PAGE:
1994 brought the release of BC-05, the second Cyrus entry. Inversion features two extended tracks clocking in at almost twenty minutes each. This release flipped the Basic Channel agenda into full-throttle. Both tracks are simply massive, immense slabs of avant-garde techno. This is trance-inducing music of the highest order, fully bridging the gap between classical minimalism and dance music. Sub aquatic sonic churning ebbs and flows around an unchanging chord pattern, distant metallic chimes, disembodied disco rhythmic sequences and waves of static hiss. Motionless, yet constantly moving, “Inversion” and “Presence” endure as some of the most finely wrought and idiosyncratic pieces of music in techno.

Quadrant Dub followed that same year in similar suit featuring two long tracks of thick atmosphere and hypnotic house pulse. Heavy bass anchors the track’s cavernous echo and dense whirlpools of crackle and hiss. Layers of ambience shift and shimmer around the insistent, buried throbbing heart of these tracks. Arguably a more accessible version of the Inversion tracks, Quadrant Dub might be the best entry point into the Basic Channel catalog.

’94 also brought the release of Octagon / Octaedre, Radiance and Phylyps Trak II. The first and second releases here, BC-07 and BC-08, explore an even more abstract territory similar to the droning drift and buried pulse of the prior two singles. However, Phylyps Trak II recalls the harder techno of the earliest Basic Channel releases with its insistent rhythms and minimal funk. It’s a one of the most loved BC releases and often still finds its way onto forward thinking dancefloors. Mixing an unchanging house pattern with shimmering dub chords and ping-pongs of elastic delay, these two tracks perfectly sum up the sonic universe of Basic Channel.

In ’95 Von Oswald and Ernestus decided that the project had run its course. The mysterious duo issued BCD as a final statement. The label’s first CD release, BCD is a deftly executed compilation of versions and edits of the tracks that appeared on the vinyl singles. The album focuses on the ambient side of Basic Channel, featuring some of the most spaced ambient techno ever produced. While not the best entry point and far from being any sort of career retrospective, this CD stands well on its own.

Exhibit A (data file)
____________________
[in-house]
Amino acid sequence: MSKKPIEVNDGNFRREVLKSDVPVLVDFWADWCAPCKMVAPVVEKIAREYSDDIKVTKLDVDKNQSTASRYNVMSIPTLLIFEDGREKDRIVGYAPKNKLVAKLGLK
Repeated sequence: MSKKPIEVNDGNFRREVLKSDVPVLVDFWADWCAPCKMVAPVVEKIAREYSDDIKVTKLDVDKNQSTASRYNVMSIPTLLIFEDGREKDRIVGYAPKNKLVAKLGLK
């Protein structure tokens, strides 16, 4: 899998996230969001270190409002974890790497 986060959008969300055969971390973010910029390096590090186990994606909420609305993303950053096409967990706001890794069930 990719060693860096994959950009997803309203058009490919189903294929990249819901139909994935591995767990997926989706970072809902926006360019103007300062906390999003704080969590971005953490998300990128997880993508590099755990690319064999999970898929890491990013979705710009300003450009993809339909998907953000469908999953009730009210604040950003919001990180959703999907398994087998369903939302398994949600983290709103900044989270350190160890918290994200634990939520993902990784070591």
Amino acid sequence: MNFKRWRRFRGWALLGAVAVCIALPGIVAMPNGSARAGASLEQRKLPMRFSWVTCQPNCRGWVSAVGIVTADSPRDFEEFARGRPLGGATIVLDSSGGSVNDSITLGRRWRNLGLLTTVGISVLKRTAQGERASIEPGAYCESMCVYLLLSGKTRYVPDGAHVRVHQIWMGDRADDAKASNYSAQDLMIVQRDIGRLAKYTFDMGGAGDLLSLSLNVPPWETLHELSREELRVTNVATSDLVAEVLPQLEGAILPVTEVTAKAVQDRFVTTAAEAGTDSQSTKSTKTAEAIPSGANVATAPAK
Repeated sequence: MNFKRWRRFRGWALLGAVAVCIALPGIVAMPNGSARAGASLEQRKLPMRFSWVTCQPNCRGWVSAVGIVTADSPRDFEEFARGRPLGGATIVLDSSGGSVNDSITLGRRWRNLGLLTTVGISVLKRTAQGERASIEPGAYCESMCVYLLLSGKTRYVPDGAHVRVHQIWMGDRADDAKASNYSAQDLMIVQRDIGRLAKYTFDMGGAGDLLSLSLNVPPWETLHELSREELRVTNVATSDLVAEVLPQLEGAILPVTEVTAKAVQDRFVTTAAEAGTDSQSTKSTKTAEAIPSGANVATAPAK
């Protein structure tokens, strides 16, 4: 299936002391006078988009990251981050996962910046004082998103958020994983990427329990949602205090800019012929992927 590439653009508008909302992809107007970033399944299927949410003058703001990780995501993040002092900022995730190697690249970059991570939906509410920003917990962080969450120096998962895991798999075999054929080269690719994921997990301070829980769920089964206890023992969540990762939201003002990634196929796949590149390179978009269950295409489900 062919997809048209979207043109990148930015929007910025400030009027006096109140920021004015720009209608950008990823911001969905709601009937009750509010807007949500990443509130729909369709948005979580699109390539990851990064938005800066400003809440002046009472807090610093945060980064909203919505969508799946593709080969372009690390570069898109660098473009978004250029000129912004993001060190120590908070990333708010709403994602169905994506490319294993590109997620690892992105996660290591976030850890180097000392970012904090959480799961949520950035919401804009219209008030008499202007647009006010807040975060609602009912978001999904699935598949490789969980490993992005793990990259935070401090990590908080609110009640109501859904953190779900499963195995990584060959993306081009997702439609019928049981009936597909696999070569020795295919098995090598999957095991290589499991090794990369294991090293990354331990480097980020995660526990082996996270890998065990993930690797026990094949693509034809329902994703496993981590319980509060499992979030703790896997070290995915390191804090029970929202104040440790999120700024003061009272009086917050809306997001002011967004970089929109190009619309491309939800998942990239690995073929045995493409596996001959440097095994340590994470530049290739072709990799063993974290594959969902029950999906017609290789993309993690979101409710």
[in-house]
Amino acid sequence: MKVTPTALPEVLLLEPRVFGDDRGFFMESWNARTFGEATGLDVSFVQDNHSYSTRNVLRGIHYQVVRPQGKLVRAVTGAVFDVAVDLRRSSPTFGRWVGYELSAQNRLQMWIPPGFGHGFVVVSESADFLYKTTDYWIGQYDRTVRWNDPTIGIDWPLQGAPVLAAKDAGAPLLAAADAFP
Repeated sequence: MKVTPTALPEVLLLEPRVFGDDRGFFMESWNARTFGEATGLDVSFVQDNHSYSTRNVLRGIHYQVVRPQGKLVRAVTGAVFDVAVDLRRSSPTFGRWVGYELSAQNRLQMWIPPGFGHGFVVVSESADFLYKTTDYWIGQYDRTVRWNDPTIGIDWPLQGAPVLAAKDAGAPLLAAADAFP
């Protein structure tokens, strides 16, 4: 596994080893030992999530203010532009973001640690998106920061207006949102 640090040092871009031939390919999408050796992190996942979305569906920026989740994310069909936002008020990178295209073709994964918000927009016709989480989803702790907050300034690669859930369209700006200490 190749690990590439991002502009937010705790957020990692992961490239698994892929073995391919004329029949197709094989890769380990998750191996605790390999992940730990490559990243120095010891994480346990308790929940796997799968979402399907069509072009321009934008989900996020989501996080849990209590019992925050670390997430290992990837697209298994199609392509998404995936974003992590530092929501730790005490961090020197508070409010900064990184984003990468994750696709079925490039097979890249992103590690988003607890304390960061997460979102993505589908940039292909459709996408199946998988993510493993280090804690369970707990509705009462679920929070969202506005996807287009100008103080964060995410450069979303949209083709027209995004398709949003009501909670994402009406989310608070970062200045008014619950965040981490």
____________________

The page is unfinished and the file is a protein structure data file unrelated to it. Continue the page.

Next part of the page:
After Basic Channel Von Oswald and Ernestus continued to define the cutting edge of progressive techno with the Chain Reaction label. Featuring the duo’s own music and work by the likes of Monolake, Porter Ricks, Vainqueur and Vladislav Delay, Chain Reaction ranks as one of the most important labels in techno. Von Oswald released ultra-minimal dub techno as Maurizio and both producers created minimal house for the Main Street Records imprint. The duo also shifted their focus to straight up digital dub and reggae as Rhythm & Sound.

Releasing records with almost no information about the creators, shrouded in mystery and devoid of “personality,” Basic Channel created a series of releases that have achieved legendary status on the back of the music only. This fact is easily justified as Moritz Von Oswald and Mark Ernestus essentially invented the genre of dub techno with Basic Channel. Endless variations have been made based on their early music, but no one has managed to create the dense, dark atmosphere, heavy beats and hypnotic echo patterns found on those singles. Each Basic Channel release is seminal electronic music and deserves much study.